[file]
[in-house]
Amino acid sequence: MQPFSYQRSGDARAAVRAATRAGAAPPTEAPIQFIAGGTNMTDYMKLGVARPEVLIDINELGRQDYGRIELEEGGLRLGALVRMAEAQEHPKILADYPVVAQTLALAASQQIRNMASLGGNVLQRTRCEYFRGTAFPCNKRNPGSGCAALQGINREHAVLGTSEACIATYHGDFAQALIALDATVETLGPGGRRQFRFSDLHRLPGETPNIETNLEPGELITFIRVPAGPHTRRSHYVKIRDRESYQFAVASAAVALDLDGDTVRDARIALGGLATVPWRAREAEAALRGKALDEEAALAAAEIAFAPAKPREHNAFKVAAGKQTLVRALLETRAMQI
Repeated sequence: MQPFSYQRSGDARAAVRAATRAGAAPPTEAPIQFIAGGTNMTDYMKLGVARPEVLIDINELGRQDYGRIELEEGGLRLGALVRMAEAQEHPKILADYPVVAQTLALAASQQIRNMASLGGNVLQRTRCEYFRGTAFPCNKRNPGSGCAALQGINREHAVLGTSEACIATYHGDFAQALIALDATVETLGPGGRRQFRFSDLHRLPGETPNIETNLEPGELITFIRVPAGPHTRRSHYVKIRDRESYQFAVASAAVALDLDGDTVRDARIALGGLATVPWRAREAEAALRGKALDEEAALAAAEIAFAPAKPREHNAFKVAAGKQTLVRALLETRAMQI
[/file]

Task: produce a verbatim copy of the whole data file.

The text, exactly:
[in-house]
Amino acid sequence: MQPFSYQRSGDARAAVRAATRAGAAPPTEAPIQFIAGGTNMTDYMKLGVARPEVLIDINELGRQDYGRIELEEGGLRLGALVRMAEAQEHPKILADYPVVAQTLALAASQQIRNMASLGGNVLQRTRCEYFRGTAFPCNKRNPGSGCAALQGINREHAVLGTSEACIATYHGDFAQALIALDATVETLGPGGRRQFRFSDLHRLPGETPNIETNLEPGELITFIRVPAGPHTRRSHYVKIRDRESYQFAVASAAVALDLDGDTVRDARIALGGLATVPWRAREAEAALRGKALDEEAALAAAEIAFAPAKPREHNAFKVAAGKQTLVRALLETRAMQI
Repeated sequence: MQPFSYQRSGDARAAVRAATRAGAAPPTEAPIQFIAGGTNMTDYMKLGVARPEVLIDINELGRQDYGRIELEEGGLRLGALVRMAEAQEHPKILADYPVVAQTLALAASQQIRNMASLGGNVLQRTRCEYFRGTAFPCNKRNPGSGCAALQGINREHAVLGTSEACIATYHGDFAQALIALDATVETLGPGGRRQFRFSDLHRLPGETPNIETNLEPGELITFIRVPAGPHTRRSHYVKIRDRESYQFAVASAAVALDLDGDTVRDARIALGGLATVPWRAREAEAALRGKALDEEAALAAAEIAFAPAKPREHNAFKVAAGKQTLVRALLETRAMQI